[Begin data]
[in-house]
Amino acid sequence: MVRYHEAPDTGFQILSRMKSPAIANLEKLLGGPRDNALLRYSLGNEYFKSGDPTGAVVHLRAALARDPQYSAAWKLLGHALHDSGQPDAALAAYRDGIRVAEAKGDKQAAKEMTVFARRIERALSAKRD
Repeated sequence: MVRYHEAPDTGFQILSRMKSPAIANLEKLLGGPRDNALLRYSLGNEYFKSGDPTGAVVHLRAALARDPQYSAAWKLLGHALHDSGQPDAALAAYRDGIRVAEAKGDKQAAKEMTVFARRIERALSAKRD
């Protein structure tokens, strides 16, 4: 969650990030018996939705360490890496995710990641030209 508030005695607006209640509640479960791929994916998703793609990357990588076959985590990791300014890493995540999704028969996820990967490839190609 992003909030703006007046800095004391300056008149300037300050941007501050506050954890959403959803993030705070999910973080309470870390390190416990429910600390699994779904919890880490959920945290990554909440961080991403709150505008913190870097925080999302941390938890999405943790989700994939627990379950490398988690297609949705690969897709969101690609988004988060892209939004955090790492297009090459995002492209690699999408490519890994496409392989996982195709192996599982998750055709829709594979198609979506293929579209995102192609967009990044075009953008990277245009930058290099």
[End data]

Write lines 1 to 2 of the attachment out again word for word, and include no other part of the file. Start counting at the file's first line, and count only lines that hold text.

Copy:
[in-house]
Amino acid sequence: MVRYHEAPDTGFQILSRMKSPAIANLEKLLGGPRDNALLRYSLGNEYFKSGDPTGAVVHLRAALARDPQYSAAWKLLGHALHDSGQPDAALAAYRDGIRVAEAKGDKQAAKEMTVFARRIERALSAKRD